|This is a half month edition of the Bulletin so that we can carry on with the Healey SR and XR37 story. I think we gave good coverage to the SR in the last Bulletin thanks to David Matthews. If you clicked on the SR/XR link to David’s wwah.org website you will already be ahead of me as regards the Healey XR37. However, here is a brief recap – The Healeys, Donald, Geoff, Bic and their loyal team, had undertaken two unsuccessful but nevertheless encouraging attempts at Le Mans, in 1968 and 1969 with the SR fitted with a Coventry Climax V8 2.0Ltr. engine. Undeterred, they decide to enter a much modified car in the 1970 24 Heurs du Mans. This was to be a ‘Spider’ i.e. open top version fitted with a Repco Brabham 3.0 Ltr. V8 engine, conforming to the ‘Prototype’ Le Mans category at that time. This was the same category as the Porsche 908, Matra – Simca MS 650, Alfa Romeo T33/3 and Chevron B16; no competition then?
The basic platform for the XR37 was similar to that of the 1969 SR but the wheel base was increased from 89 to 94 inches and of course the 2.0 Ltr. V8 Coventry Climax engine was replace by the Repco Brabham unit. After the engine the most dramatic change was to the body which was changed from an enclosed cockpit to an open version. Andrew Hedges and Roger Enever were the designated drivers. John Harris had done most of the testing on the XR37 as he had done on the SR. Again, as had happened with the two previous efforts with the SR, the XR37 suffered misfortune: at one time it had achieved a creditable position of 10th overall and with fourteen minutes of the twenty four hours left, the car failed, allegedly with an electrical fault. It was lying fourteenth at the time.
That was the last time that Healey entered a ‘works’ team in a recognised motor sport competition. But what an illustrious heritage, one that is still talked about and revered amongst motor sport enthusiasts and journalists around the world.
The 1970 Le Mans race was quite a significant one for a number of reasons, despite the fact that Denis Jenkinson (‘Jenks’) described it as a boring race in his Motorsport report of that year. It was significant because it was the year that the organisers, ACO (Automobile Club de l’Ouest), abandoned the famed drivers sprint across the track to their waiting cars. The reason why they took that decision is because of the injuries and fatalities that had been caused by drivers not fastening their full racing seat belt harnesses before accelerating away from the pits, anxious not to lose a place to the opposition. Not a wise decision set against the fact that the race is twenty four hours long and many other things are likely to happen in that time, some good some bad. In 1969 Jacky Ickx felt so strongly about this matter that while all the other drivers were running across the track to their cars Jacky just strolled across, got into his Ford GT 40 fastened his seat belt and set off after the others.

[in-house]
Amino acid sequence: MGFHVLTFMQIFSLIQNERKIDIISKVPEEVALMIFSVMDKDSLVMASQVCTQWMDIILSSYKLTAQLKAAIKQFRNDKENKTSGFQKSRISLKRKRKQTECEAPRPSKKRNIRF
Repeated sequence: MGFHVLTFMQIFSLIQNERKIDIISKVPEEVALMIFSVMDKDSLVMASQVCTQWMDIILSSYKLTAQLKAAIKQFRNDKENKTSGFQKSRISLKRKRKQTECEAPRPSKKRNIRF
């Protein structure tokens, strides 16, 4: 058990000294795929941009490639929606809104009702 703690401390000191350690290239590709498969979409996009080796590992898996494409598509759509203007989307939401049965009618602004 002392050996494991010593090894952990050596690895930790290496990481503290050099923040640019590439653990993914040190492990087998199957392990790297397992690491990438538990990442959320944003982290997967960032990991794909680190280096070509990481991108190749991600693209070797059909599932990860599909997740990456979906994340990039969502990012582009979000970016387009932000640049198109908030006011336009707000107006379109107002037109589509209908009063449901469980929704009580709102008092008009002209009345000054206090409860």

Two things vindicated his decision, one, he won the race and two, tragically, the British privateer, John Wolfe, lost his life partly due to the fact that he had not fastened his seat harness. Hence the AOC’s decision to abandon the driver’s sprint for the 1970 race.
The 1970 Le Mans race was also significant because Porsche won the first of its nineteen (a record) Le Mans races with a 917K driven by Hans Herrman (Germany) and Richard Attwood (born in Wolverhampton, England). Porsches were also 2nd (917L) and third (908L) and they won all the other classifications that year including the much sought after Index of Performance with the 3rd place Porsche 908L. Only seven cars were identified as ‘finishers’ that year – five Porsches and two Ferrari 512s (4th and 5th) the lowest total ever!
Enough of the gab here are the XR37 photos –
|Additional Healey SR Photos|
Healey XR37 Slot Car
The Healey XR37 has quite a following amongst the Slot Car fraternity. In fact if you seach the internet for Healey XR37 you will find more entries for slot car versions that for the real car!
This video is amazing, it is difficult, at times, to realise that it isn’t the real thing –
Healey XR 37 at Amaroo Park, Australia 1994
To see previous editions of the Bulletin click on this image –